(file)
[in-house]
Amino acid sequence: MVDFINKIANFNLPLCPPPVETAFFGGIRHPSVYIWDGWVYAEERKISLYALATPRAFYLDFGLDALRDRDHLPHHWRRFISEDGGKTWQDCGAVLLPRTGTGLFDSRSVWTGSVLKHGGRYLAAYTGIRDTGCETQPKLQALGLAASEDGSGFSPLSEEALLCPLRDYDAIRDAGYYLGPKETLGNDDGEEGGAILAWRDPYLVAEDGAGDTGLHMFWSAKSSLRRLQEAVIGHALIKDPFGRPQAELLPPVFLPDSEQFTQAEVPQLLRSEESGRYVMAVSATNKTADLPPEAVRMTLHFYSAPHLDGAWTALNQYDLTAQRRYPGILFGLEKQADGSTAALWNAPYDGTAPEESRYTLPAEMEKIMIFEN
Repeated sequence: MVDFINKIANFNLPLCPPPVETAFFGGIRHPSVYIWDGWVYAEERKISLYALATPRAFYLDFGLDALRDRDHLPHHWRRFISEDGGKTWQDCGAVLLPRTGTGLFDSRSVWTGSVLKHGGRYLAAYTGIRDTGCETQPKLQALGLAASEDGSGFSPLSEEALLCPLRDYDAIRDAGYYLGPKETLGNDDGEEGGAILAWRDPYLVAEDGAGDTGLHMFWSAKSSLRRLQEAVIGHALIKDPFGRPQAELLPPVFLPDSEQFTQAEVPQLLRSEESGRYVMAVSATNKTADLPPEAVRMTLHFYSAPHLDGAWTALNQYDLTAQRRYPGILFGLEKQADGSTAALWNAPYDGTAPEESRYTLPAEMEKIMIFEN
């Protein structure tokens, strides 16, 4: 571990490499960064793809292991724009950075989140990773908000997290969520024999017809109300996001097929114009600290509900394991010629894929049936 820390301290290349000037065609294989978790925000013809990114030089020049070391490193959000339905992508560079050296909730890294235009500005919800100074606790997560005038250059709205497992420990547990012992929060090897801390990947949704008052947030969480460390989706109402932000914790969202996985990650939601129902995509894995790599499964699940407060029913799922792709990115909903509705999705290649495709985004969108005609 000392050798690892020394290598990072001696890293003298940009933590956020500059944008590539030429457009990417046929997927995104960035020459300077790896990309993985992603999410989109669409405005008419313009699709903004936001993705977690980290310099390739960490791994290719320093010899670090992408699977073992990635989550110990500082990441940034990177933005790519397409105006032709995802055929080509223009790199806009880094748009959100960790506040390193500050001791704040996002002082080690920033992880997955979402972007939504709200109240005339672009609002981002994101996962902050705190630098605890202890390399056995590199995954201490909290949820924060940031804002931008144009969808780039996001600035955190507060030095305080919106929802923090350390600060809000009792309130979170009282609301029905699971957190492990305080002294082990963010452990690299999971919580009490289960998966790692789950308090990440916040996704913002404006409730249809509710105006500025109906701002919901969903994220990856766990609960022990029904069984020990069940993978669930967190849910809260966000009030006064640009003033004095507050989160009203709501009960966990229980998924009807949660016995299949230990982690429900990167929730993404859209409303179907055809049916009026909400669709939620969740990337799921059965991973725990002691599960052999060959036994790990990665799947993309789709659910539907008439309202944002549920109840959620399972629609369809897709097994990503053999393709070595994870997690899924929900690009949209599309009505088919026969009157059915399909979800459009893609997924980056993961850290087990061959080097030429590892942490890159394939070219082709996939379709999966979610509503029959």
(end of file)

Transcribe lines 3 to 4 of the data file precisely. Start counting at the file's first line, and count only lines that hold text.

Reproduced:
Repeated sequence: MVDFINKIANFNLPLCPPPVETAFFGGIRHPSVYIWDGWVYAEERKISLYALATPRAFYLDFGLDALRDRDHLPHHWRRFISEDGGKTWQDCGAVLLPRTGTGLFDSRSVWTGSVLKHGGRYLAAYTGIRDTGCETQPKLQALGLAASEDGSGFSPLSEEALLCPLRDYDAIRDAGYYLGPKETLGNDDGEEGGAILAWRDPYLVAEDGAGDTGLHMFWSAKSSLRRLQEAVIGHALIKDPFGRPQAELLPPVFLPDSEQFTQAEVPQLLRSEESGRYVMAVSATNKTADLPPEAVRMTLHFYSAPHLDGAWTALNQYDLTAQRRYPGILFGLEKQADGSTAALWNAPYDGTAPEESRYTLPAEMEKIMIFEN
């Protein structure tokens, strides 16, 4: 571990490499960064793809292991724009950075989140990773908000997290969520024999017809109300996001097929114009600290509900394991010629894929049936 820390301290290349000037065609294989978790925000013809990114030089020049070391490193959000339905992508560079050296909730890294235009500005919800100074606790997560005038250059709205497992420990547990012992929060090897801390990947949704008052947030969480460390989706109402932000914790969202996985990650939601129902995509894995790599499964699940407060029913799922792709990115909903509705999705290649495709985004969108005609 000392050798690892020394290598990072001696890293003298940009933590956020500059944008590539030429457009990417046929997927995104960035020459300077790896990309993985992603999410989109669409405005008419313009699709903004936001993705977690980290310099390739960490791994290719320093010899670090992408699977073992990635989550110990500082990441940034990177933005790519397409105006032709995802055929080509223009790199806009880094748009959100960790506040390193500050001791704040996002002082080690920033992880997955979402972007939504709200109240005339672009609002981002994101996962902050705190630098605890202890390399056995590199995954201490909290949820924060940031804002931008144009969808780039996001600035955190507060030095305080919106929802923090350390600060809000009792309130979170009282609301029905699971957190492990305080002294082990963010452990690299999971919580009490289960998966790692789950308090990440916040996704913002404006409730249809509710105006500025109906701002919901969903994220990856766990609960022990029904069984020990069940993978669930967190849910809260966000009030006064640009003033004095507050989160009203709501009960966990229980998924009807949660016995299949230990982690429900990167929730993404859209409303179907055809049916009026909400669709939620969740990337799921059965991973725990002691599960052999060959036994790990990665799947993309789709659910539907008439309202944002549920109840959620399972629609369809897709097994990503053999393709070595994870997690899924929900690009949209599309009505088919026969009157059915399909979800459009893609997924980056993961850290087990061959080097030429590892942490890159394939070219082709996939379709999966979610509503029959």